Journey Under the Midnight Sun Paperback – 8 Oct 2015
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About the Author
Keigo Higashino was born in Osaka. He started writing novels while still working as an engineer at Nippon Denso Co. He won the Edogawa Rampo Prize for writing at age 27, and subsequently quit his job to start a career as a writer in Tokyo.
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The novel could have come with a character list to help the reader through the first third - some will find it confusing and I would recommend jotting down a few of the names and relationships early on.
The plot builds relatively slowly but really picks up pace in the second half, with the last quarter being a page turner.
There is a lot about Japanese society in this novel that may seem very alien, but the translation usually helps explain to the reader what is meant by it, who would otherwise be baffled.
I am very keen to re-read this novel as I think a lot well come out that I missed the first time.
I think the core idea of the book is a perversity can lead to a bigger crime and then to the whole series of crimes destroying lives and people's souls, and in the process a very talented person becomes an immoral monster, and a very beautiful woman becomes a manipulator and even bigger monster. A very dedicated police inspector follows their lives for 20 years until the crime pyramid becomes so tall he finally sees his chance to stop the horror. How low can a human being go to get what is wanted?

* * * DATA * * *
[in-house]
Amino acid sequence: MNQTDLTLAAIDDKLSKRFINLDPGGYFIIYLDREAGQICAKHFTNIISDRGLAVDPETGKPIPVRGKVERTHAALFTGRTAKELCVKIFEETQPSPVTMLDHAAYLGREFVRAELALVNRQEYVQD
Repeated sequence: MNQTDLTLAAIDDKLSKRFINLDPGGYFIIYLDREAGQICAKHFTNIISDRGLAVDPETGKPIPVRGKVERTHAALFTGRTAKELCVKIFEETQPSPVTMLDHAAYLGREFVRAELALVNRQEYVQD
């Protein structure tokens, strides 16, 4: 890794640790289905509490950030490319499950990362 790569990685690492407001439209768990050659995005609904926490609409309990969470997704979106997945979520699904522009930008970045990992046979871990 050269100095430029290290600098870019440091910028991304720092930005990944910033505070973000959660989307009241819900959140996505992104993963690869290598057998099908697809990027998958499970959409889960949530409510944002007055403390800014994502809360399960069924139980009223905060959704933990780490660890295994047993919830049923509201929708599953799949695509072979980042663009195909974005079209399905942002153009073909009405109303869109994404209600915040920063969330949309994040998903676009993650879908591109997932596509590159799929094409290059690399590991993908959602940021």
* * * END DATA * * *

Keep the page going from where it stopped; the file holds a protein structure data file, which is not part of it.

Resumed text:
If you like good, solid stories with compelling character development please give it a go.
And with Yukiho.
I love the intricate threads that crossed each other so skillfully and mysteriously. I loved the way the Japanese fashions and the technological and cultural changes of the 80s & 90s were like -and unlike- my particular experience in Europe.
The theme- what can happen to young people from deprived backgrounds, was powerfully built into this story right from the start and is universal. The way women are seen in society... the deceptively simple depictions of Japanese life.... the journeys the characters go on ... and a damn good mystery - I cannot recommend the book more highly.
I do agree with the person who recommended in their review keeping a few notes about the names of characters if you don't have a good memory and/or are unfamiliar with Japanese names - it does help. The book can get confusing in the middle, section, but please go back and re-read a little bit to straighten things out. It is worth it.
Keigo Higashino writes gripping, brilliantly-plotted detective fiction, but at the heart of all his books are insights into human nature and the title 'under the midnight sun' could mean a number of things in the context of this novel, but the meaning we come to at the end made me cry.